Once plastic wrap is cleaned and uncontaminated it can be recycled effectively into new plastic products, saving a useful resource and diverting waste from landfill.
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Plastic wrap and shrink films have traditionally been difficult to recycle, due to limitations with sorting, cleaning and collecting systems. But new technology enables these materials to be recycled, preventing this resource from being illegally burnt or going to landfill where it persists for many years. Manufacturing plastics from recycled materials also uses 30% of the energy required to make virgin plastic products from fossil fuels, which is a big saving for the environment.
There are a growing number of commercial facilities available to process this material across a variety of industries including agriculture. As a focus for a National Packaging Covenant project, this area is set for recycling growth to prevent the export of large amounts of post consumer plastic to markets such as China.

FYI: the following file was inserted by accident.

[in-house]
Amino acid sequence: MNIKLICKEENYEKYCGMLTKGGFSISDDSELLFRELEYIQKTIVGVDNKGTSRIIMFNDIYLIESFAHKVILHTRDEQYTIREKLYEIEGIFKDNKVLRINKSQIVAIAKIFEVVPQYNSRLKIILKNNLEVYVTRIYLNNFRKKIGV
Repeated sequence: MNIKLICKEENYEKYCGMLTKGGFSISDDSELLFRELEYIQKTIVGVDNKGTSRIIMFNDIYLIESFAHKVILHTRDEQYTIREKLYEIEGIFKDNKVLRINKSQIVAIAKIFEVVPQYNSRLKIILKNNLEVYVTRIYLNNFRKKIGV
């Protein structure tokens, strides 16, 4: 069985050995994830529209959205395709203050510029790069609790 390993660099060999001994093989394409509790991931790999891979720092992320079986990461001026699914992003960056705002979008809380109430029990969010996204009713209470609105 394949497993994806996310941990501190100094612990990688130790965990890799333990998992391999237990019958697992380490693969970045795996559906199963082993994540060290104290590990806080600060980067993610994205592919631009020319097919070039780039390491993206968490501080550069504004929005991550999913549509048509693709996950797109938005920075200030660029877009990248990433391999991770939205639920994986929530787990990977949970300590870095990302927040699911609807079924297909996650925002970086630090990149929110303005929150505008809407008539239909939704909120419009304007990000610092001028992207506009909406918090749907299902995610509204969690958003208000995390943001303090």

What Happens When It's Recycled?
- Wet Processing: Plastic wrap can be collected, compressed and bailed on site or transported to a central facility. The film is shredded to make it more manageable, then reground and washed. Water is used to break down paper labels, loosen dirt and remove other forms of contamination. The clean, ground film is then melted and extruded to filter out any remaining impurities. The resulting pellets can then be used in the manufacturing of new plastic products.
- Dry Processing: In this process uncontaminated film is shredded and ground without water and then extruded into pellets.